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Rand-omly related stuff

over the river and thru the woods to Grandmother's house we go

over the river and thru the woods to Grandmother’s house we go

Just got home last night from my trip to Pittsburgh where I had forgotten how bone chillingly cold winter weather is there.  It must be a unique combination of cold and humidity in the Pittsburgh climate.  My aunt took me on a tour of some neighborhoods that I had missed when I lived there before.  Little hidden gems that would be prime real estate territory if Pittsburgh was San Francisco.  She’s got a good eye. The view from the cliffs is spectacular and houses in that area are going for a song.  Nope, not going to tell you where they are in case I decide to become a long term real estate investor. Bwahahahaahhhhhh!

I was away from my internet connection for almost 5 days and I am here to tell you that it is survivable, especially if there are interesting people around to talk to.  But I was able to surf a teensy bit when the wind was blowing signal in my direction.  One of my favorite posts of the past week was Matt Taibbi’s 10 Most Pretentious Moments in History.  There are some awardees I had never heard of but will now have to track down, if I can stand it.  How have I managed to miss Martin Amis all my life??

Anyway, coming in as a close runner-up to the most pretentious moment in history is Ayn Rand’s appearance on Phil Donahue’s show in 1979.  Only one segment of this infamous interview was included in the post but it was so jaw-droppingly pretentious that I had to see the whole thing.  Take a look:

Part 2/5

Part 3/5

Part 4/5

Part 5/5

Wow, Roger Ailes must have been watching that because Rand laid out the entire conservative strategy for duping people on Fox.  She even demonstrated how the “Shut up! Shut up!” tactic works.  You just refuse to answer questions you don’t like and tell your questioner that they’re being rude.  What a piece of work.  It’s all there. But what was really unsettling was that the audience was much smarter back in 1979.  They called her on her bullshit.  You’re not allowed to do that on TV anymore.  Questioning uber meany conservatives who say stupid, illogical things is strictly forbidden.  It’s so forbidden that it probably hasn’t been done like that since 1979.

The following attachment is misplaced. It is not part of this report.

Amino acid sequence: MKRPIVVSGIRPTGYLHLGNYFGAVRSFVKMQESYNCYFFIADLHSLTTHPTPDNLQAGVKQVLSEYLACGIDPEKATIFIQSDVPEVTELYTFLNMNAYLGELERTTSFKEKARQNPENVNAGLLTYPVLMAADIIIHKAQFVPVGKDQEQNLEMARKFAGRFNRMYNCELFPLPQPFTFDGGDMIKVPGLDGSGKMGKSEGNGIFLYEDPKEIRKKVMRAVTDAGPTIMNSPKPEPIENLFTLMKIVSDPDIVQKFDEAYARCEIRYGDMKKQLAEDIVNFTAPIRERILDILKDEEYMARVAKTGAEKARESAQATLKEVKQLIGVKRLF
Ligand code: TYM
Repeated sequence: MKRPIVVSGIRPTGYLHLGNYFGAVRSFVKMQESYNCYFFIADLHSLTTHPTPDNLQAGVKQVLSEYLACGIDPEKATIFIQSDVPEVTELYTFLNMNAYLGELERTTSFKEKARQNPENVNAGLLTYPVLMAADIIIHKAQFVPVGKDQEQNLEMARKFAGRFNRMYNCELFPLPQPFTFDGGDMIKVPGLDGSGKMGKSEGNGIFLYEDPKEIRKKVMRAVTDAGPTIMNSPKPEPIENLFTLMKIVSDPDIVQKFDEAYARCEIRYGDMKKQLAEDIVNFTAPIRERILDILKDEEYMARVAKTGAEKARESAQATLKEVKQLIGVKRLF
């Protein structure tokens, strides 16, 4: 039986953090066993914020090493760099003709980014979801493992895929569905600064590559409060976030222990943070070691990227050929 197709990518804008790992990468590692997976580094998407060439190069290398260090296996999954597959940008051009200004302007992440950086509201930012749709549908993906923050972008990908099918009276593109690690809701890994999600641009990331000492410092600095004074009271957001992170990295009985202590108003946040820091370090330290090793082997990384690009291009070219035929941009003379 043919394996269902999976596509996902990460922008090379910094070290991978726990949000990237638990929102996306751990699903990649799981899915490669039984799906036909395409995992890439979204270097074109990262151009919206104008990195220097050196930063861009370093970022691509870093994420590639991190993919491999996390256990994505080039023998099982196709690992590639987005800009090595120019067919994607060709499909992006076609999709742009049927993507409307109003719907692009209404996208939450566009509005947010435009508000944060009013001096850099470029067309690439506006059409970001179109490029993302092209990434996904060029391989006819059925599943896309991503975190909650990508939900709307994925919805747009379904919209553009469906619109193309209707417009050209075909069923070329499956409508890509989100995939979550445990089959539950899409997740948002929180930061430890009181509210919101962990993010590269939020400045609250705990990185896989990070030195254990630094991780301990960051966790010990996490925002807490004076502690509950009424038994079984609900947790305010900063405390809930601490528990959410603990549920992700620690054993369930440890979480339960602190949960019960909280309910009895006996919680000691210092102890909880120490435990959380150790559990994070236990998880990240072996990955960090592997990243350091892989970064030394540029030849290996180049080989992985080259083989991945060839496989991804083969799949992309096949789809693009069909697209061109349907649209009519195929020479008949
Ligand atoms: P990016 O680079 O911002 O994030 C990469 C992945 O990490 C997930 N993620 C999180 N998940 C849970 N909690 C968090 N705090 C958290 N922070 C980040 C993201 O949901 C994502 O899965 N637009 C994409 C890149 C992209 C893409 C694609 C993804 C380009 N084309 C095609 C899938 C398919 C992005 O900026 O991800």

Rand was full of good ideas like letting the rich and powerful do whatever they liked and giving them permission to feel special about themselves.  She was an early proponent of eliminating public education.  She was an anti-feminist.  If you want to know why Hillary lost in 2008, look to Rand.  She gave men permission to murder a powerful woman’s political career for no other reason than they felt they should never have to follow a woman.

It’s hard for me to take in that Alan Greenspan was this woman’s disciple, but it certainly explains Andrea Mitchell’s dismissive and nasty attitude towards Clinton in 2008.  I listened in on the press briefings and was always struck by Mitchell’s nastiness and arrogance.

I only read The Fountainhead and decided to stop there.  So I had to read the cliff notes version of Atlas Shrugged on Wiki and, apparently, the precious “jahb creators” decide to drop out of society to teach the rest of us a lesson, which sounds like a very good idea.  But the literary reference that I think would most accurately describe the consequence of that decision is probably the one from Douglas Adams’ Restaurant at the End of the Universe where the wise people of Golgafrinchan scared their problematic stratum of society into thinking their planet was about to be destroyed and tricked them into boarding an Ark Ship to be sent ahead to an outpost planet millions of light years away, leaving all the productive innovators and working class bereft of their input.

Unfortunately, according to Adams, the Golgafrinchans landed on earth. Rand was like an ancestral Eve.

And now for something completely but not really different, take a listen to this podcast by the Thinking Atheist’s Seth Andrews on the Church of Satan, which Andrews does with tongue firmly in cheek.  Rand and Anton LeVey must have known each other.  It’s uncanny.